Analysis: The Bengals proved that they want to throw the football this season when they signed Antonio Bryant in free agency, and reinforced that viewpoint by taking Gresham, the consensus No. 1 tight end in this Draft. Cincinnati may have gotten a steal in Dunlap with the No. 54 pick, as the ex-Florida star was viewed as a first-rounder by some. His work ethic is a question mark, which in many ways makes him the perfect Bengal. Back to the aerial assault, Cincinnati took a player in Shipley who was a productive college receiver that can also help out on special teams. With their third-round compensatory selection, Cincinnati took Ghee, the final player left in the "Green Room" at Radio City Music Hall. Atkins was a depth pick along the interior d-line. Muckelroy is a weakside LB candidate who hurt himself with a rough Senior Bowl. Hudson, who did not seem likely to be drafted (much less in the fifth round) had the internet ablaze with people trying to find out who he was. Briscoe fell to the sixth round due to his speed and character questions, and will struggle to make an impact at the next level.
Bottom Line: Gresham, Dunlap, and Shipley should all be impact players, but mark the Bengals down for not adding any high-level o-line depth.
1 - Joe Haden, CB, Florida (5-11, 193); 2 - T.J. Ward, S, Oregon (5-10, 199); 2 - Montario Hardesty, RB, Tennessee (6-0, 225); 3 - Colt McCoy, QB, Texas (6-1, 216); 3 - Shaun Lauvao, OL, Arizona State (6-3, 315); 5 - Larry Asante, S, Nebraska (6-0, 211); 6 - Carlton Mitchell, WR, South Florida (6-3, 215); 6 - Clifton Geathers, DE, South Carolina (6-7, 299)
Analysis: Haden was linked with the Browns before the team dealt for Sheldon Brown, after which it was thought that they had bigger needs than corner. But Cleveland still pulled the trigger on Haden, whose slow 40 time at the combine raised some questions. Cleveland's second-round pick was also a question mark, as Ward had big-time medical issues that had lowered his stock among may scouts. The big but not lightning-quick Hardesty was likely chosen as complement to Jerome Harrison, if the ex-Volunteer can stay healthy. McCoy was the highest-profile pick of the third round, but his immediate place on a roster that includes Jake Delhomme and Seneca Wallace is in question. Lauvao, the team's final pick of the second day, is versatile enough to play tackle or guard. Asante could make it right away as a backup strong safety. Mitchell was a sixth-round steal who some had going in the second round. Geathers is a project who could eventually fit in as a 3-4 end.
Bottom Line: Focus on defensive backs was a good thing, but Browns needed to come out of draft with a high-quality receiver and/or pass rusher.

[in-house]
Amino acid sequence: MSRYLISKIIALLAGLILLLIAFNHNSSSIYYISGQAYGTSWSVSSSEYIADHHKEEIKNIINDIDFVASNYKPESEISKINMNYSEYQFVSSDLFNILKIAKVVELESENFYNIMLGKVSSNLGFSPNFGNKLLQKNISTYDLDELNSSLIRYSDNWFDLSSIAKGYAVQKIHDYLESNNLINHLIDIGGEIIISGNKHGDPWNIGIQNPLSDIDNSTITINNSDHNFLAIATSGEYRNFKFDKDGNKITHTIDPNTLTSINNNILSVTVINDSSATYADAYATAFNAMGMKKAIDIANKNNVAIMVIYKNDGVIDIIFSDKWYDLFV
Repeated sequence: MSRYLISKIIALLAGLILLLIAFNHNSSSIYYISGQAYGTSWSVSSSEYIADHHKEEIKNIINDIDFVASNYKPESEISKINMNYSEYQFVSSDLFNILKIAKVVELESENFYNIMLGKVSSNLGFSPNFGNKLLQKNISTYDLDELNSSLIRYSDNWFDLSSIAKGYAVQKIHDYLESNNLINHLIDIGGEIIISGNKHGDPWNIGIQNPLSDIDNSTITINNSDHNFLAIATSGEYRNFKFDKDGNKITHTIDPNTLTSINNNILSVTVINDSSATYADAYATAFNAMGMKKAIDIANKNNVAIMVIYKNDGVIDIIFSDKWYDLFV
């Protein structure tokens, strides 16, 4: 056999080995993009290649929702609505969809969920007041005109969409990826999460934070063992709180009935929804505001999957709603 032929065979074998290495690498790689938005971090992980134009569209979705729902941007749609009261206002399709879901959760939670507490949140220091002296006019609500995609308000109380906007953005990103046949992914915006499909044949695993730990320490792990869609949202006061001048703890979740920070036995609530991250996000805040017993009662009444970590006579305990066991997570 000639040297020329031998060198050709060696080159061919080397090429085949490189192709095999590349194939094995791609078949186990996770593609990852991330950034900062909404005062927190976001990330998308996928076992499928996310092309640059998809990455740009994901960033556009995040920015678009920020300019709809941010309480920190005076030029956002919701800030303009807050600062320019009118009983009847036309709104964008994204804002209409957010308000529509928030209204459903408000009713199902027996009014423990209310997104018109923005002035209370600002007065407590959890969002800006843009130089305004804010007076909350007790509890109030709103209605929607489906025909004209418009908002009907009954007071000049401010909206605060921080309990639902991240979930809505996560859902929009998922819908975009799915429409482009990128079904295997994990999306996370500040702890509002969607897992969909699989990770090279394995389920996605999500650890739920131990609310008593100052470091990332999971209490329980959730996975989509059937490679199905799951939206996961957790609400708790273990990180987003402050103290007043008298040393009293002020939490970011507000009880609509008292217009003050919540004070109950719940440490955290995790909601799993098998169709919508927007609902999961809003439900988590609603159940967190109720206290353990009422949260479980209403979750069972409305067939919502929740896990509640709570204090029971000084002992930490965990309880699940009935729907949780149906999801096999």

1 - Maurkice Pouncey, C, Florida (6-4, 304); 2 - Jason Worilds, OLB, Virginia Tech (6-1, 254); 3 - Emmanuel Sanders, WR, SMU (5-11, 186); 4 - Thaddeus Gibson, OLB, Ohio State (6-2, 243); 5 - Chris Scott, OL, Tennessee (6-5, 319); 5 - Crezdon Butler, CB, Clemson (6-0, 191); 5 - Steven Sylvester, LB, Utah (6-3, 231); 6 - Jonathan Dwyer, RB, Georgia Tech (5-11, 229); 6 - Antonio Brown, WR, Central Michigan (5-10, 186); 7 - Doug Worthington, DT, Ohio State (6-5, 292)
Analysis: Finally, the Steelers take the first-round o-lineman they've needed for years. Pouncey can play guard, but don't be surprised to see him unseat Justin Hartwig and start at center immediately. The Worilds pick was a surprise, both because the Steelers seemed to be set at OLB and because there were a couple of OLBs rated above the Virginia Tech standout on several boards. The third-round pick Sanders isn't a huge guy and won't have a Santonio Holmes- like impact, but caught a ton of balls at SMU and has a chance to be involved in the slot. Gibson and Sylvester were similar picks to Worilds but will have to prove their abilities on special teams. Scott was likely selected in the fifth-round due to his ability to play guard and tackle. It was surprising that the Steelers waited until the fifth-round to take a corner, and Butler is a solid player who will nonetheless make no one forget about Rod Woodson. Dwyer was originally a first-round prospect who saw his stock plummet due to a lack of versatility and questionable work ethic. Brown offers some value as a return man. Pittsburgh pulled off a trade with Arizona to re-acquire prodigal corner Bryant McFadden, but let's remember that McFadden wasn't the most consistent CB on earth during his first tour with the team.
Bottom Line: Early picks of Pouncey and Sanders made sense, but all the outside linebackers - at the expense of a decent young corner - did not.
1 - Kareem Jackson, CB, Alabama (5-10, 196); 2 - Ben Tate, RB, Auburn (5-11, 220); 3 - Earl Mitchell, DT, Arizona (6-1, 289); 4 - Darryl Sharpton, LB, Miami-Florida (6-0, 229); 4 - Garrett Graham, TE, Wisconsin (6-3, 241); 5 - Sherrick McManis, CB, Northwestern (5-11, 195); 6 - Shelley Smith, G, Colorado State (6-3, 300); 6 - Trindon Holliday, KR/WR, LSU (5-5, 162); 7 - Dorin Dickerson, TE, Pittsburgh (6-1, 226)